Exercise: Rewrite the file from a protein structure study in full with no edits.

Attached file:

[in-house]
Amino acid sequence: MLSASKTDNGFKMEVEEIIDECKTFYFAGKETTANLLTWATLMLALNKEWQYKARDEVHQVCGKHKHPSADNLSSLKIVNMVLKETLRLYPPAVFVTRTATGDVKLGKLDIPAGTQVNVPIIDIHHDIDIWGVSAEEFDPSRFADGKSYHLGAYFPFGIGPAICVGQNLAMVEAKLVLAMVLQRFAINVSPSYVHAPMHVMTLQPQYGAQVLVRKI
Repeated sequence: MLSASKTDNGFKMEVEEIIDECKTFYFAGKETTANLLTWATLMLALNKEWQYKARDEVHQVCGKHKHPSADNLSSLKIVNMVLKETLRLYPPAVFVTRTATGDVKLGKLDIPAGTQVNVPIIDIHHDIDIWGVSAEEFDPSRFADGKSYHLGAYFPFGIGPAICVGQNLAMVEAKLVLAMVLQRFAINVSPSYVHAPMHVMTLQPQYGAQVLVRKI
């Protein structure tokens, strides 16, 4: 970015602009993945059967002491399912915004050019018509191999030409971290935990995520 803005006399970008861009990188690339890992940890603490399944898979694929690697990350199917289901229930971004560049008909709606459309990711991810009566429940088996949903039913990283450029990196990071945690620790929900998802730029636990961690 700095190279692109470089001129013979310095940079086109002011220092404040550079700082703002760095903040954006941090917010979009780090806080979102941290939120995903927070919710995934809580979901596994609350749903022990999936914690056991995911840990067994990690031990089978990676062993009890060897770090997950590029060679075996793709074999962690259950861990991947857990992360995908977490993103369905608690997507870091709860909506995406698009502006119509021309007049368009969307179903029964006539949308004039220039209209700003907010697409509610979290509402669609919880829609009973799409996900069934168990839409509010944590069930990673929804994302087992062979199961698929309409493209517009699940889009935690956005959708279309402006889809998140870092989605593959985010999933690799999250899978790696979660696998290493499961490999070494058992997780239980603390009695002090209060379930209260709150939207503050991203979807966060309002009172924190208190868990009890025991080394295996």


[in-house]
Amino acid sequence: MLSASKTDNGFKMEVEEIIDECKTFYFAGKETTANLLTWATLMLALNKEWQYKARDEVHQVCGKHKHPSADNLSSLKIVNMVLKETLRLYPPAVFVTRTATGDVKLGKLDIPAGTQVNVPIIDIHHDIDIWGVSAEEFDPSRFADGKSYHLGAYFPFGIGPAICVGQNLAMVEAKLVLAMVLQRFAINVSPSYVHAPMHVMTLQPQYGAQVLVRKI
Repeated sequence: MLSASKTDNGFKMEVEEIIDECKTFYFAGKETTANLLTWATLMLALNKEWQYKARDEVHQVCGKHKHPSADNLSSLKIVNMVLKETLRLYPPAVFVTRTATGDVKLGKLDIPAGTQVNVPIIDIHHDIDIWGVSAEEFDPSRFADGKSYHLGAYFPFGIGPAICVGQNLAMVEAKLVLAMVLQRFAINVSPSYVHAPMHVMTLQPQYGAQVLVRKI
């Protein structure tokens, strides 16, 4: 970015602009993945059967002491399912915004050019018509191999030409971290935990995520 803005006399970008861009990188690339890992940890603490399944898979694929690697990350199917289901229930971004560049008909709606459309990711991810009566429940088996949903039913990283450029990196990071945690620790929900998802730029636990961690 700095190279692109470089001129013979310095940079086109002011220092404040550079700082703002760095903040954006941090917010979009780090806080979102941290939120995903927070919710995934809580979901596994609350749903022990999936914690056991995911840990067994990690031990089978990676062993009890060897770090997950590029060679075996793709074999962690259950861990991947857990992360995908977490993103369905608690997507870091709860909506995406698009502006119509021309007049368009969307179903029964006539949308004039220039209209700003907010697409509610979290509402669609919880829609009973799409996900069934168990839409509010944590069930990673929804994302087992062979199961698929309409493209517009699940889009935690956005959708279309402006889809998140870092989605593959985010999933690799999250899978790696979660696998290493499961490999070494058992997780239980603390009695002090209060379930209260709150939207503050991203979807966060309002009172924190208190868990009890025991080394295996």